China has announced it will no longer recognise the British National (Overseas) passport as a valid travel and identification document starting January 31. The measure extends to Hong Kong, which has been at the centre of an international political debate.

BN(O) passports were issued prior to Hong Kong’s handover to China in 1997, serving primarily as a form of identification with no right to abode in the UK. As many as five million Hong Kong residents born before 1997 are eligible for the special status.

The Chinese government’s latest announcement comes shortly after the UK released further details about its visa scheme for BN(O) holders looking to relocate from Hong Kong. The UK scheme, which was created in response to Hong Kong’s national security law, begins accepting applications on January 31 and has sparked criticism from China over the past few months.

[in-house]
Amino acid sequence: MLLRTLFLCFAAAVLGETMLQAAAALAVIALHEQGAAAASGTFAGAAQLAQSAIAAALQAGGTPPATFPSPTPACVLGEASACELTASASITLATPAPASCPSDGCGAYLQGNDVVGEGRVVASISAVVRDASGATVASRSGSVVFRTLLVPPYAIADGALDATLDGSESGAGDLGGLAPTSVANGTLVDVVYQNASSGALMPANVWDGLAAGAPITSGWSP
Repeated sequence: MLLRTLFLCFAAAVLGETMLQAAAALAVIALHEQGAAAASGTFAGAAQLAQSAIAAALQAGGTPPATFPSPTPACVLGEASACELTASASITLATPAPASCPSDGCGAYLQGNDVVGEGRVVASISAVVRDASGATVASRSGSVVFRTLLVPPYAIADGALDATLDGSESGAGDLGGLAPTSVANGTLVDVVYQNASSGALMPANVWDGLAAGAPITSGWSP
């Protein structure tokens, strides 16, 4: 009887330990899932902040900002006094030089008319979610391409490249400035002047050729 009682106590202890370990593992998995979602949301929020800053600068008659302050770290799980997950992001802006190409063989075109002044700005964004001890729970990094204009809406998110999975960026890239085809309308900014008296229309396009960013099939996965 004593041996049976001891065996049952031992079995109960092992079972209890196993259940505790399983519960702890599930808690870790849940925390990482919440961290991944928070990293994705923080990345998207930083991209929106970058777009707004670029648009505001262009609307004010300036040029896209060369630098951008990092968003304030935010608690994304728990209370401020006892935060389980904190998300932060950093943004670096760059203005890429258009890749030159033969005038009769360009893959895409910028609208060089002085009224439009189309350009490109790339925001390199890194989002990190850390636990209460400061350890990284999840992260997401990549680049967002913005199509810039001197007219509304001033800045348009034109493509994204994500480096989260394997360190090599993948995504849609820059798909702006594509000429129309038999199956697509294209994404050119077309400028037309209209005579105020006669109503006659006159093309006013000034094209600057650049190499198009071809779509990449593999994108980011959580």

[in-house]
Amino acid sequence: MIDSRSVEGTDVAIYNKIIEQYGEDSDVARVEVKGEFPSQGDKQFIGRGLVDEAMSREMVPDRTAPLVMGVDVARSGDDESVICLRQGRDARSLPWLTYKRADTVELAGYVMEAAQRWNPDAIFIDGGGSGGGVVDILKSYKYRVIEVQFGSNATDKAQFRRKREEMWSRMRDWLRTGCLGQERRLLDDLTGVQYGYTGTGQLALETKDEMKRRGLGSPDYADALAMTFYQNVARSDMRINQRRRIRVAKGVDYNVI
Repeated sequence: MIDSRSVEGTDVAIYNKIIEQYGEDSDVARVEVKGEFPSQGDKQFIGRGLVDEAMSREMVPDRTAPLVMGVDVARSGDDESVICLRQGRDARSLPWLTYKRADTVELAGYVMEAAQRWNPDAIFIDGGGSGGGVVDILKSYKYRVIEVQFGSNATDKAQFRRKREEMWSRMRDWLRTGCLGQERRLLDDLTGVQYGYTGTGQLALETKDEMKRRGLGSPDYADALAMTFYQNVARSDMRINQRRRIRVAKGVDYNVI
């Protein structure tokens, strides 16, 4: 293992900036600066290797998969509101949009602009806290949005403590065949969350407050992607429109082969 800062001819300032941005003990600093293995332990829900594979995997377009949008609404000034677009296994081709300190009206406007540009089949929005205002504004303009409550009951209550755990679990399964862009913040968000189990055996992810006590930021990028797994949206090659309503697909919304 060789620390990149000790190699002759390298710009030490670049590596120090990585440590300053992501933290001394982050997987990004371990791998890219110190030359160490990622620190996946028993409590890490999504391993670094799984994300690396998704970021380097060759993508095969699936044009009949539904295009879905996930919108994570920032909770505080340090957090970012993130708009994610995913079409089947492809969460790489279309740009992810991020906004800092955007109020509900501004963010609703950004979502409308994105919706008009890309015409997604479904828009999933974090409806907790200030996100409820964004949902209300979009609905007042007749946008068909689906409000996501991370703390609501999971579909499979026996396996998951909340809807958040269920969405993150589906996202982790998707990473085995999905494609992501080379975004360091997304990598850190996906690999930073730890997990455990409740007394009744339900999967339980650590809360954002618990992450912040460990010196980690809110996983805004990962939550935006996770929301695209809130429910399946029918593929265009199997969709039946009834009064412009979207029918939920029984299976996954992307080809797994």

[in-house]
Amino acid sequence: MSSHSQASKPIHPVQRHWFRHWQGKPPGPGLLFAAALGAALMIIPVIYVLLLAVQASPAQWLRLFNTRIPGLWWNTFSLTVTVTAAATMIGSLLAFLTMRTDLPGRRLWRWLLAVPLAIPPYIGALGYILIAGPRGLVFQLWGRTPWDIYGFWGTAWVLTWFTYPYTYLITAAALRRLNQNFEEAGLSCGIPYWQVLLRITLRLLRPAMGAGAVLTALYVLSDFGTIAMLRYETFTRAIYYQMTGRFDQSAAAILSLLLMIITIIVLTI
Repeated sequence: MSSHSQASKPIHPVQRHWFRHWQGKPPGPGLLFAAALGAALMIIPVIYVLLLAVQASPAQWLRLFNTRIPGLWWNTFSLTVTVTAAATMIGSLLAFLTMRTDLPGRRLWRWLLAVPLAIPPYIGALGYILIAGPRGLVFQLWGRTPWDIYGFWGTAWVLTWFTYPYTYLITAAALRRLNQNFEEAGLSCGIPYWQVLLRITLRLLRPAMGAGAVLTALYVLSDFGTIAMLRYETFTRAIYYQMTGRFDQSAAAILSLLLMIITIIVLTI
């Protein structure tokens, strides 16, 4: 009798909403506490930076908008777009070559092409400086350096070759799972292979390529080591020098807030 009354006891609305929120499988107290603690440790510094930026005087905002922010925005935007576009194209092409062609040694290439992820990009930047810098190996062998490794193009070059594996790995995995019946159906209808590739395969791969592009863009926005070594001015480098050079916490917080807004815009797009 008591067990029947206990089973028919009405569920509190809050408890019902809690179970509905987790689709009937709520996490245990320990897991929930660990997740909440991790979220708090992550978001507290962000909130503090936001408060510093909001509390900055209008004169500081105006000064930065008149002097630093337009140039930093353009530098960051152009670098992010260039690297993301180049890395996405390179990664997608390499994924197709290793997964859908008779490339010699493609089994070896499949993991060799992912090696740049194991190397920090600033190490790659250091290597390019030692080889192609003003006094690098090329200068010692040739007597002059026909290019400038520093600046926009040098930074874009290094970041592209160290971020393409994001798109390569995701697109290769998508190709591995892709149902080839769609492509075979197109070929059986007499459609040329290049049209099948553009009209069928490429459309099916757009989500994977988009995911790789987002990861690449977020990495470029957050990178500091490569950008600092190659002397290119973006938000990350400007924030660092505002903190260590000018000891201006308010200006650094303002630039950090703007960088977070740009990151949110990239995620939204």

“The [Chinese government’s] adoption of the stance and policy in response to the UK’s breach of commitment is a matter of foreign affairs and squarely within its prerogative. The Hong Kong government will fully follow up on the necessary measures for implementing the relevant policy,” said the Hong Kong government in a statement.

For travellers, the change means BN(O) passports will no longer be accepted for immigration clearance or identification across Hong Kong and mainland China. 

Airlines have been instructed to only accept Hong Kong passports or permanent identity cards as proof of residency for entry into the city, according to the Hong Kong government. 

Since March, Hong Kong borders have remained closed to non-residents.